1. A greater focus is needed in Implementation science on actively promoting health equity through explicit considerations of social and structural injustices
  2. Opportunities for cross-disciplinary, bi-directional, and collaborative learning between the fields of IS and health equity scholarship: 1) Articulating an explicit focus on health equity for conducting and reviewing implementation science; 2) Promote an explicit focus on health equity in theories, models, and frameworks guiding implementation science; 3) Identify methods for understanding and documenting influences on the context of implementation that incorporates on the context of implementation that incorporate a focus on equity
  3. Recommendations to ensure progress in bi-directional learning and synergies between the fields of implementation science: 1) Build capacity among researchers and research institutions for health equity-focused and community-engaged; 2) Incorporate health equity considerations across all key implementation focus areas (e.g., adaptations, implementation strategies, study design, determinants, and outcomes); 3) Continuing a focus on cross-disciplinary opportunities in health equity and implementation science

Shelton, R. C., Adsul, P., Oh, A., Moise, N., & Griffith, D. M. (2021). Application of an antiracism lens in the field of implementation science (IS): Recommendations for reframing implementation research with a focus on justice and racial equity. Implementation Research and Practice, 2.

  1. Racism is a fundamental driver of racial health inequities, and it is important for implementation science researchers to apply an antiracism lens in implementation research
  2. Core elements to applying an antiracism lens in implementation research: 1) Research partner engagement- Applying an antiracism lens in implementation research necessitates early and ongoing inclusion and engagement of communities; 2) Conceptual frameworks and models- an antiracism lens considers racism as a determinant and key aspect of context in implementation frameworks, theories, and models; 3) Implementation of evidence-based interventions: Applying an antiracism lens in implementation research requires the development, selection, and/or adaptation of multi-level and structural interventions that include a focus on health equity and addressing racism; 4) Evaluation approaches- an antiracism lens explicitly includes measures and study designs to assess racism and health equity; 5) Implementation strategies- applying an antiracism lens in implementation research requires application and testing of implementation strategies to advance spread and scale of antiracist, equity-focused solutions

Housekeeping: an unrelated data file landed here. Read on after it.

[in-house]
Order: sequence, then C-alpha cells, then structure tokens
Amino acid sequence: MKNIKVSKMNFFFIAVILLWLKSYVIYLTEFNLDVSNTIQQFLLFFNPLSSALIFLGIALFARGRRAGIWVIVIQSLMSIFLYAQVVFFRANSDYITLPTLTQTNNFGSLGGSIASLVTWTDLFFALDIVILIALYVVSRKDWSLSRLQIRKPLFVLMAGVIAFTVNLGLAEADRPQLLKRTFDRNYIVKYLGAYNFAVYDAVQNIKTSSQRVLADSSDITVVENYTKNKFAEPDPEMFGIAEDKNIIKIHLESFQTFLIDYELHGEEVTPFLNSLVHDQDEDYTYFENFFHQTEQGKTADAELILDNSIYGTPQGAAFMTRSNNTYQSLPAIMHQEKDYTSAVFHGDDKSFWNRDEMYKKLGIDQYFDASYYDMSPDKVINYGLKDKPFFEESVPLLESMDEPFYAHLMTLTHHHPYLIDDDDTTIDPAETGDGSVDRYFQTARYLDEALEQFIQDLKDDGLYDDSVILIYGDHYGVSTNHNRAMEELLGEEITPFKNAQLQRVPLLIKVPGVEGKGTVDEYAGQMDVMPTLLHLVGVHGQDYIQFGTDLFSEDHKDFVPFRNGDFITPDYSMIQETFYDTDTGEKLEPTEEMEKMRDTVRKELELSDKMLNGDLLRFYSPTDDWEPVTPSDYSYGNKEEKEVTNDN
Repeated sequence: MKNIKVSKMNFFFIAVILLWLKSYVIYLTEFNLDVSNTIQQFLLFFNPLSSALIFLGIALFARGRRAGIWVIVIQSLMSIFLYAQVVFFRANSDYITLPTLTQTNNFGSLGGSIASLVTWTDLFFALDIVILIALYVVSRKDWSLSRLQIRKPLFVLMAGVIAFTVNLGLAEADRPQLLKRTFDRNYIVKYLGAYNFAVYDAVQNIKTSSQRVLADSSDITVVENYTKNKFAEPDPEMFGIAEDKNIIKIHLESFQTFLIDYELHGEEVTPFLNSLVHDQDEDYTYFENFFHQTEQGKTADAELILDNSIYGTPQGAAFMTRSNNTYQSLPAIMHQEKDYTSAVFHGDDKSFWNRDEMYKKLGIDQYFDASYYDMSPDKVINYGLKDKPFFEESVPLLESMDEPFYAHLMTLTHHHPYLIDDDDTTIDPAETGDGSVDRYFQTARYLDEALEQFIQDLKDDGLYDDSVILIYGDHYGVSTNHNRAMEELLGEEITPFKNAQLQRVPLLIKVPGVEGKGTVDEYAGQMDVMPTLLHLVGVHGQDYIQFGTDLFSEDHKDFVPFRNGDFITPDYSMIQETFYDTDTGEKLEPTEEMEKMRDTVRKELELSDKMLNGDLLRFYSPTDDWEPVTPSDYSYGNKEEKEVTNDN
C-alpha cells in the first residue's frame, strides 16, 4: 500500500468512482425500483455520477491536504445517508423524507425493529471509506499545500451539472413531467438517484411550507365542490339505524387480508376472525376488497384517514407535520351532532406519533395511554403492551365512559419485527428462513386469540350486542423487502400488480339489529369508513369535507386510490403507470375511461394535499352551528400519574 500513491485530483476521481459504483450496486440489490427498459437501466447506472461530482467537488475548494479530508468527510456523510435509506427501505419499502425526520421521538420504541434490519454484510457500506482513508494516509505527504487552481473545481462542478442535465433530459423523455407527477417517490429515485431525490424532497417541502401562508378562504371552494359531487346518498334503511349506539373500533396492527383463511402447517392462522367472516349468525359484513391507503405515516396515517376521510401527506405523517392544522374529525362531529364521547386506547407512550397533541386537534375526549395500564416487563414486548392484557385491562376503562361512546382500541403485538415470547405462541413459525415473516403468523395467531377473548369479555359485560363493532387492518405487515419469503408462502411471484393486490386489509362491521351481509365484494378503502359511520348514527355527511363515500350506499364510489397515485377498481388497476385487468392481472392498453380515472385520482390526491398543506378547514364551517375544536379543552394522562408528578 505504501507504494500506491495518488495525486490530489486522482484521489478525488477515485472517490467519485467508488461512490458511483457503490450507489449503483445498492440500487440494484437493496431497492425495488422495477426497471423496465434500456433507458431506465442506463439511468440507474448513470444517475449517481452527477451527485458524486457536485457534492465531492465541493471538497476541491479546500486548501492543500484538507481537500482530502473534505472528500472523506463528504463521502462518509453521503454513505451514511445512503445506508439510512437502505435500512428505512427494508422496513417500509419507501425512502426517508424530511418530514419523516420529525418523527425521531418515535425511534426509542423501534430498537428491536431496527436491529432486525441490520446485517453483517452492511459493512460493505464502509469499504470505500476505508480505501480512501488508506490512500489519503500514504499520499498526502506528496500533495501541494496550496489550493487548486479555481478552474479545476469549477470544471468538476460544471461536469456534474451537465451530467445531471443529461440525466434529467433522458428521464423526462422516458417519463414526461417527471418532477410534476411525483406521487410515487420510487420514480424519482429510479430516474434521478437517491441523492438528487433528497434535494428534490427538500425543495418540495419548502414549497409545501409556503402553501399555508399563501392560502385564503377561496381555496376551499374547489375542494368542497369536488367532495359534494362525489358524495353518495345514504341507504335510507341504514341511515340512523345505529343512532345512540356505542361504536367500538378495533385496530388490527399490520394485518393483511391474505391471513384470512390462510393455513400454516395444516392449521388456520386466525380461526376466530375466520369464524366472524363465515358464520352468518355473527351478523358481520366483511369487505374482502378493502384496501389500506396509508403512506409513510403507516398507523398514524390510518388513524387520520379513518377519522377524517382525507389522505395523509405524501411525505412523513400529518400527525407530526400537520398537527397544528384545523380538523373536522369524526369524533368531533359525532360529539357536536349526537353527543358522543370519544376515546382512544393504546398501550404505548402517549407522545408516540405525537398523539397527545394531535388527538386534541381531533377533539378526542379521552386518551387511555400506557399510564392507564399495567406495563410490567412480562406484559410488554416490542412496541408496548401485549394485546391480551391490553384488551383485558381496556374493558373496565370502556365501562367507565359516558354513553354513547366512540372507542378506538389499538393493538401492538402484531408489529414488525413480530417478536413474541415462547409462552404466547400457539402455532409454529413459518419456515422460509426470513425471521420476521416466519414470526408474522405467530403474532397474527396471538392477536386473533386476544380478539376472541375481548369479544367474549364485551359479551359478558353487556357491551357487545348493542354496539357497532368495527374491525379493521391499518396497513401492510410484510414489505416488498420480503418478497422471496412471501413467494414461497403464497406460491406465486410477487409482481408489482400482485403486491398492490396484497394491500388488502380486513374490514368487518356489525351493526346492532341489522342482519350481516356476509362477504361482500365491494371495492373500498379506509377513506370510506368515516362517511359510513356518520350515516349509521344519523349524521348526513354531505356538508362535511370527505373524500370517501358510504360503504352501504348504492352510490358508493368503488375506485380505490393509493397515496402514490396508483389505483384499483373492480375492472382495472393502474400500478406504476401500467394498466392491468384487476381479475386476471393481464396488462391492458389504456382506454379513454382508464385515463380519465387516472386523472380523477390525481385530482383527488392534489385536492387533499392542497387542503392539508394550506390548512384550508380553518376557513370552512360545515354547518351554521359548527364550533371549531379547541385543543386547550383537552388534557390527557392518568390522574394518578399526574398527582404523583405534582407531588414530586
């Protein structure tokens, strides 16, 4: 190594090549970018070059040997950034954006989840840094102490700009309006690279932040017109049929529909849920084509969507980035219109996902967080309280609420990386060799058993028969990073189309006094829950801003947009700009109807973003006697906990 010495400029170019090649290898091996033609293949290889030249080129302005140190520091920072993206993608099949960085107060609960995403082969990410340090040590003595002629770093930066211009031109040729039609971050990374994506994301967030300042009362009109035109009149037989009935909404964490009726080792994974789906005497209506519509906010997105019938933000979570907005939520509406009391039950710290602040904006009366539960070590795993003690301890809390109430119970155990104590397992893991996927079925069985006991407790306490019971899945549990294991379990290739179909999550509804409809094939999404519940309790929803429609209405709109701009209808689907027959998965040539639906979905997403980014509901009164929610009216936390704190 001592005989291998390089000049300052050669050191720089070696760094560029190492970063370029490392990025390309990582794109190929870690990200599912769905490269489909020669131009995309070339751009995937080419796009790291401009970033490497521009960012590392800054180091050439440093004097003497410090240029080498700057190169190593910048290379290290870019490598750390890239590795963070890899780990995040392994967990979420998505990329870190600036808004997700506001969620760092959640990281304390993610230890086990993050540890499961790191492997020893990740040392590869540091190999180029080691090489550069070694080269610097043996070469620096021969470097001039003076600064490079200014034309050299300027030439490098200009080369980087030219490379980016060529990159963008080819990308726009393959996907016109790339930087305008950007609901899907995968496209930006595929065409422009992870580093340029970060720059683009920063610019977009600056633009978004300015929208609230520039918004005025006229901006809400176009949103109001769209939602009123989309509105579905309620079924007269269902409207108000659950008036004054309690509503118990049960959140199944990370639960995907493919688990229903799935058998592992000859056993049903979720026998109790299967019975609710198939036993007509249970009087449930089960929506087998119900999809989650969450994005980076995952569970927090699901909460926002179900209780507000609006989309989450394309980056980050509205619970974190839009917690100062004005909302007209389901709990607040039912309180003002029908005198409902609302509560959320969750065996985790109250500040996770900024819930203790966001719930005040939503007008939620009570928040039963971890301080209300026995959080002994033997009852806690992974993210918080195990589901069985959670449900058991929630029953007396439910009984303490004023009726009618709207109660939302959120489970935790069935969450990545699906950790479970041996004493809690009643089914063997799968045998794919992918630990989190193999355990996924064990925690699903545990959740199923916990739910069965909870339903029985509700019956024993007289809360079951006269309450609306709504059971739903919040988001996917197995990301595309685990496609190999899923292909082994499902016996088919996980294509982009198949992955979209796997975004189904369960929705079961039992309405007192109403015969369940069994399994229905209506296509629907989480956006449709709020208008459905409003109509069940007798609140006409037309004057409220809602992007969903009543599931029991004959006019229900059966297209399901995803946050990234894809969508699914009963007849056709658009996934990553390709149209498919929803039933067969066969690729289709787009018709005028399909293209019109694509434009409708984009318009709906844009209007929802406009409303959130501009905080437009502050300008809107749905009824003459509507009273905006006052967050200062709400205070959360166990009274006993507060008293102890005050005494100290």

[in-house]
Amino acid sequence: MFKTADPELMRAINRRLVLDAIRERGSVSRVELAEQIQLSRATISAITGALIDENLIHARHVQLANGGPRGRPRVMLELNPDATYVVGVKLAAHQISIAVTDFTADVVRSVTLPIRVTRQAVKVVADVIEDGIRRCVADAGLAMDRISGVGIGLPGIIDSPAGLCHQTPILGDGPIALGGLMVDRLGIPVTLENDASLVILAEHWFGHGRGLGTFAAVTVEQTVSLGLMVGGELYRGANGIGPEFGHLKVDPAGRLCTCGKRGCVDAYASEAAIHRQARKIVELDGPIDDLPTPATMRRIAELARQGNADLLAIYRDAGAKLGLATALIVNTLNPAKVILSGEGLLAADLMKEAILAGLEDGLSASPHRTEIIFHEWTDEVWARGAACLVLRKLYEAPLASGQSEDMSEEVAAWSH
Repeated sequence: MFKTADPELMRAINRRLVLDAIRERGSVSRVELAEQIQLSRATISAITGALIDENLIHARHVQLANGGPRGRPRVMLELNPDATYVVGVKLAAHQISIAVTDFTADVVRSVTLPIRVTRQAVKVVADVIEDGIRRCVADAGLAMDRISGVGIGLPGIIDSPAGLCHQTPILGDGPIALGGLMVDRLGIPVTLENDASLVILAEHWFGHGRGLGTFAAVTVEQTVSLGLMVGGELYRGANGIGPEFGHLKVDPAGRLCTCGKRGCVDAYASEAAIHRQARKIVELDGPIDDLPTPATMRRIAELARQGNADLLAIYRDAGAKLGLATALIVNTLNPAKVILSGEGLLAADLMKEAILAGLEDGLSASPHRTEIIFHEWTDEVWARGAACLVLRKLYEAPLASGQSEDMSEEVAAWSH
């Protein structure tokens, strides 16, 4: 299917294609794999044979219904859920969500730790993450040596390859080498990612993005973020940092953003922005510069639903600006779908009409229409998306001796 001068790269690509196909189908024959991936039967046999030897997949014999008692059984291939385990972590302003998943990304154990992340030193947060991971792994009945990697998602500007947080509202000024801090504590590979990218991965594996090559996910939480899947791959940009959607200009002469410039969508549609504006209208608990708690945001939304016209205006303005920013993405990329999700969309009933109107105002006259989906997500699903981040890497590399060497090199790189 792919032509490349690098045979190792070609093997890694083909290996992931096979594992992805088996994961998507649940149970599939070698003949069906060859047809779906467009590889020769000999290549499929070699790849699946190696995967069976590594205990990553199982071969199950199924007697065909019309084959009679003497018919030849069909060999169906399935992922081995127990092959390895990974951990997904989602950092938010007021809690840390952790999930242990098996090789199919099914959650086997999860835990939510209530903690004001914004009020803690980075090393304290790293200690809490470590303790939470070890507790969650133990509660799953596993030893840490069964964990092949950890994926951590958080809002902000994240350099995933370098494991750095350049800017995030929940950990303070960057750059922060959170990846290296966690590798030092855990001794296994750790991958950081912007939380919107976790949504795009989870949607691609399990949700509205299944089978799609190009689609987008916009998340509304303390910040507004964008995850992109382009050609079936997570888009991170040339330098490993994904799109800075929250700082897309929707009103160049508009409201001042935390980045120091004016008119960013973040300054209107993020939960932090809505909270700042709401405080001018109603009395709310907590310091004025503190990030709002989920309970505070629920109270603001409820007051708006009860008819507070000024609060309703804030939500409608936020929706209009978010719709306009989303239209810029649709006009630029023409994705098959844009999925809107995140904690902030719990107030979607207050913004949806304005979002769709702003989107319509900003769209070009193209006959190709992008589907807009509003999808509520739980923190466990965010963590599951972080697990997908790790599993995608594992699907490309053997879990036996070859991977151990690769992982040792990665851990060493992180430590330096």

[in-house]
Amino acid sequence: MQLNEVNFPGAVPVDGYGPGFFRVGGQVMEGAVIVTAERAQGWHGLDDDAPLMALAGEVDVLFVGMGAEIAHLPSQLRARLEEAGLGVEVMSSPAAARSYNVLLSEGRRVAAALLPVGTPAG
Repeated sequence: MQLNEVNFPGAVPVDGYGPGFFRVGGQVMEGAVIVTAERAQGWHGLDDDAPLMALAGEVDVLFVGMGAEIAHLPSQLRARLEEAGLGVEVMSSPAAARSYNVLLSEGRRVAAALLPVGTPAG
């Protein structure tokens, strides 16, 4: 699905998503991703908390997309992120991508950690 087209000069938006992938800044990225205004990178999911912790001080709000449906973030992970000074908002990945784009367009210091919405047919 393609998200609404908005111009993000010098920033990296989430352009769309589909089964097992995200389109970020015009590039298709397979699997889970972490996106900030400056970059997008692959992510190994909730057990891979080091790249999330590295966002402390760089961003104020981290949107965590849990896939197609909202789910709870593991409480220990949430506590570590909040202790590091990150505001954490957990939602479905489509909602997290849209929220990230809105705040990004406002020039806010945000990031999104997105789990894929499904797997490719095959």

3. Encourage implementation researchers to adopt and integrate antiracism approaches in their research to bring an antiracism lens to several core elements in implementation research and to prioritize and reflect on the impact to health equity

Xiong, S., Abdi, H., & Pratt, R. (2021). 51727 A Systematic Review of Implementation Science Frameworks Used in Cancer Prevention Interventions. Journal of Clinical and Translational Science, 5(Suppl 1), 134–135.

  1. Systematic review of consolidated literature on how implementation science frameworks have been used in cancer prevention services to reduce health disparities
  2. The systematic review showed that: 1) us-based studies were disproportionate to non-us based studies indicating a need for cross-fertilization and collaboration with the global research community; 2) Most research was conducted during the pre-implementation or the post-implementation phase resulting in a lack of studies assessing, measuring, and reporting implementation outcomes and a lack of empirical findings on whether the applications of the implementation science frameworks could influence the outcome; 3) There was a limited number of studies that used implementation science frameworks (CFIR being the most common)- indicated that current implementation science frameworks may be limited in their applicability to dynamic and cyclical types of implementations, and the need for implementation researchers and practitioners to integrate implementation science frameworks across the implementation process; 4) Increase the awareness and application of implementation framework decision tools to help researchers and practitioners incorporate an implementation framework into their implementation
  3. Implementation research is a growing field and incorporating a health equity component in to the implementation frameworks could help innovations being implemented be more equitable in order to reduce health disparities- specifically cancer disparities